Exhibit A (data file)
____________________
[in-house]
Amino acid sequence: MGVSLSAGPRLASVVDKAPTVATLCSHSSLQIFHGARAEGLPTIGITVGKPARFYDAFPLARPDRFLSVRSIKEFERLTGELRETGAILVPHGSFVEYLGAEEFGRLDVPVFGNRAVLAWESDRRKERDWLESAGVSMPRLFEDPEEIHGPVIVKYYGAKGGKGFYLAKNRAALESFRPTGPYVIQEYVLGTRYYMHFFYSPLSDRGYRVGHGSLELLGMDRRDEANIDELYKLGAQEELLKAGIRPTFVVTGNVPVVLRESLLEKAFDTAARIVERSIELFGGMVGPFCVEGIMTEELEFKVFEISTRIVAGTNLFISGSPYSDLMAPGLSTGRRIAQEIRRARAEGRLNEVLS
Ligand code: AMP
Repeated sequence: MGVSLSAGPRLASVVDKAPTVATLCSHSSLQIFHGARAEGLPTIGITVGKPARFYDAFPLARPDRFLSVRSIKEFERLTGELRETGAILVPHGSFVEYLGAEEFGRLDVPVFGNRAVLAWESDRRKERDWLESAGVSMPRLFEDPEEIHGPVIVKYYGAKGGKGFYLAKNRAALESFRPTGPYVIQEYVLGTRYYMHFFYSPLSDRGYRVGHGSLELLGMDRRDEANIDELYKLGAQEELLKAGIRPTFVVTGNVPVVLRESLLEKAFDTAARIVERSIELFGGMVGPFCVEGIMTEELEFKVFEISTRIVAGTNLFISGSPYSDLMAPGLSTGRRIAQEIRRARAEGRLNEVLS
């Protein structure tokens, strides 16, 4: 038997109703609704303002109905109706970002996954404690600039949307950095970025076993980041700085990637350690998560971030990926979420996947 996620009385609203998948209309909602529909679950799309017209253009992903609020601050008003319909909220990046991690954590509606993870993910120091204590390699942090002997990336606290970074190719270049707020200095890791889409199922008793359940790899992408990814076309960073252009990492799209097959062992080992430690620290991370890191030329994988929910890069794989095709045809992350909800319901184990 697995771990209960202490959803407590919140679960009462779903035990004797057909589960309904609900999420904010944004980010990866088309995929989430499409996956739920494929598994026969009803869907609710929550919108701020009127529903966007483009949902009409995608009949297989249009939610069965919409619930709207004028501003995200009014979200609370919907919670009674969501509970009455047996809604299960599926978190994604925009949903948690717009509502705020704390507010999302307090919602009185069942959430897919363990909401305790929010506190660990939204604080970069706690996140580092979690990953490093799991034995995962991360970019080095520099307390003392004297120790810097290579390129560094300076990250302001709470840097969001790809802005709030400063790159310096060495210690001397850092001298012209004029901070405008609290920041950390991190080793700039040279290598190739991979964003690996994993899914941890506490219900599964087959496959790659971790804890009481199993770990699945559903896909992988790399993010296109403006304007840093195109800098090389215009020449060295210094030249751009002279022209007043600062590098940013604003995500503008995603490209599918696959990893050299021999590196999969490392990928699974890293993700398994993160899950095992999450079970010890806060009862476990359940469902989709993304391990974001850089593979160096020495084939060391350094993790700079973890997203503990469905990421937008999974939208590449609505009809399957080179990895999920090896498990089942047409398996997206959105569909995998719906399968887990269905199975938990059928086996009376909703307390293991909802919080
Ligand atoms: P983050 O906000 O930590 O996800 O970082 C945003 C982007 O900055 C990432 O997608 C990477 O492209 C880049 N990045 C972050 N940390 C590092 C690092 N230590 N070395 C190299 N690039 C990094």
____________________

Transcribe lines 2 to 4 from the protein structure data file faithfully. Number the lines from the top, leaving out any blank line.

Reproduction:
Amino acid sequence: MGVSLSAGPRLASVVDKAPTVATLCSHSSLQIFHGARAEGLPTIGITVGKPARFYDAFPLARPDRFLSVRSIKEFERLTGELRETGAILVPHGSFVEYLGAEEFGRLDVPVFGNRAVLAWESDRRKERDWLESAGVSMPRLFEDPEEIHGPVIVKYYGAKGGKGFYLAKNRAALESFRPTGPYVIQEYVLGTRYYMHFFYSPLSDRGYRVGHGSLELLGMDRRDEANIDELYKLGAQEELLKAGIRPTFVVTGNVPVVLRESLLEKAFDTAARIVERSIELFGGMVGPFCVEGIMTEELEFKVFEISTRIVAGTNLFISGSPYSDLMAPGLSTGRRIAQEIRRARAEGRLNEVLS
Ligand code: AMP
Repeated sequence: MGVSLSAGPRLASVVDKAPTVATLCSHSSLQIFHGARAEGLPTIGITVGKPARFYDAFPLARPDRFLSVRSIKEFERLTGELRETGAILVPHGSFVEYLGAEEFGRLDVPVFGNRAVLAWESDRRKERDWLESAGVSMPRLFEDPEEIHGPVIVKYYGAKGGKGFYLAKNRAALESFRPTGPYVIQEYVLGTRYYMHFFYSPLSDRGYRVGHGSLELLGMDRRDEANIDELYKLGAQEELLKAGIRPTFVVTGNVPVVLRESLLEKAFDTAARIVERSIELFGGMVGPFCVEGIMTEELEFKVFEISTRIVAGTNLFISGSPYSDLMAPGLSTGRRIAQEIRRARAEGRLNEVLS